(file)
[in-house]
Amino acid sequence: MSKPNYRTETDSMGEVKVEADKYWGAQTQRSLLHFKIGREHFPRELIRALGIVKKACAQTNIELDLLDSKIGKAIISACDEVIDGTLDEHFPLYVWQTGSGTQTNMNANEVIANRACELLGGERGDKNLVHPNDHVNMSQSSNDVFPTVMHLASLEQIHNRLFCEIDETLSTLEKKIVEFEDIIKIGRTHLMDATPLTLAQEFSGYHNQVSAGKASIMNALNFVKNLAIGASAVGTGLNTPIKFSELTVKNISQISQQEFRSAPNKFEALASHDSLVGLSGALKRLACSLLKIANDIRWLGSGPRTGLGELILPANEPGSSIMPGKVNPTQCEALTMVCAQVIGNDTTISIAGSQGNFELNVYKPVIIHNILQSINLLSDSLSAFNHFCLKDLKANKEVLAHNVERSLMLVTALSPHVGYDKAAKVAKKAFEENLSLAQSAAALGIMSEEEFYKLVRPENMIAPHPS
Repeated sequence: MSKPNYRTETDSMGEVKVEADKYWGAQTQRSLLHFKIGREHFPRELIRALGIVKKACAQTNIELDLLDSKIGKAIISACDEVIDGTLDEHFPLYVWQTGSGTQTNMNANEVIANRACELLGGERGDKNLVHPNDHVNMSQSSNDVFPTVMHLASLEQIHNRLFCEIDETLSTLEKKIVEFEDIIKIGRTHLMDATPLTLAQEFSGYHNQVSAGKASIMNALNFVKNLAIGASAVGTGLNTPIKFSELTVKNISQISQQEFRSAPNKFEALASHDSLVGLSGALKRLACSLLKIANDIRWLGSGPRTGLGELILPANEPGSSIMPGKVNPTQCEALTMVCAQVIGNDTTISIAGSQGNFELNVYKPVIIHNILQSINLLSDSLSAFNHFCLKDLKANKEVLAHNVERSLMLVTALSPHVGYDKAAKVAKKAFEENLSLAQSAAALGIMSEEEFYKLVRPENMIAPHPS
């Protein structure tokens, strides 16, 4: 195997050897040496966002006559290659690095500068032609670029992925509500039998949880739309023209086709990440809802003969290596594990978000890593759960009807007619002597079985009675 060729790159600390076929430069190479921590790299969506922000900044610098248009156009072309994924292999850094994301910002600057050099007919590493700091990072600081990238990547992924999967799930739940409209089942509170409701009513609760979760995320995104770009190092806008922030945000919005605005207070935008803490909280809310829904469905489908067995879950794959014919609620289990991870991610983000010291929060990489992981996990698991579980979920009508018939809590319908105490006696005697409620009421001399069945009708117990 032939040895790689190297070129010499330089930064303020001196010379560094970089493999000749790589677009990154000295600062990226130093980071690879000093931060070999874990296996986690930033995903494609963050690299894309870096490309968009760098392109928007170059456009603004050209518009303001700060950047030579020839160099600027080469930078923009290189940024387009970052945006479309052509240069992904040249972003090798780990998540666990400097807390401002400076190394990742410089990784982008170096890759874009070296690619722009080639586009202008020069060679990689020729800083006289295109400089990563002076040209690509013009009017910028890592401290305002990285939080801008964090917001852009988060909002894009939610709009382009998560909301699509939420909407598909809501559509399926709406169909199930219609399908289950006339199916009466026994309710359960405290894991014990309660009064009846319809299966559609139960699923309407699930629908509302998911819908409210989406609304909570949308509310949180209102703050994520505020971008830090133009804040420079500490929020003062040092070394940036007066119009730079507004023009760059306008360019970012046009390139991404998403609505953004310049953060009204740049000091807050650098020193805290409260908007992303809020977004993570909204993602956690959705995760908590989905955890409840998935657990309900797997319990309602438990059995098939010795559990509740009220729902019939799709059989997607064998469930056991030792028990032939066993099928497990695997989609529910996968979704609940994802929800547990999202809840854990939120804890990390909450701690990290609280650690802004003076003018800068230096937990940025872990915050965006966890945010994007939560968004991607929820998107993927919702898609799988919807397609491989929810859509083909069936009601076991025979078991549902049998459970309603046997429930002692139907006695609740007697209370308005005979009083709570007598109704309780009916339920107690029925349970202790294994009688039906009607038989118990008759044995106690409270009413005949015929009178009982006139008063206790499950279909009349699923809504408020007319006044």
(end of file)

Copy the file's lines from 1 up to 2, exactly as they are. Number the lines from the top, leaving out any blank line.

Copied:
[in-house]
Amino acid sequence: MSKPNYRTETDSMGEVKVEADKYWGAQTQRSLLHFKIGREHFPRELIRALGIVKKACAQTNIELDLLDSKIGKAIISACDEVIDGTLDEHFPLYVWQTGSGTQTNMNANEVIANRACELLGGERGDKNLVHPNDHVNMSQSSNDVFPTVMHLASLEQIHNRLFCEIDETLSTLEKKIVEFEDIIKIGRTHLMDATPLTLAQEFSGYHNQVSAGKASIMNALNFVKNLAIGASAVGTGLNTPIKFSELTVKNISQISQQEFRSAPNKFEALASHDSLVGLSGALKRLACSLLKIANDIRWLGSGPRTGLGELILPANEPGSSIMPGKVNPTQCEALTMVCAQVIGNDTTISIAGSQGNFELNVYKPVIIHNILQSINLLSDSLSAFNHFCLKDLKANKEVLAHNVERSLMLVTALSPHVGYDKAAKVAKKAFEENLSLAQSAAALGIMSEEEFYKLVRPENMIAPHPS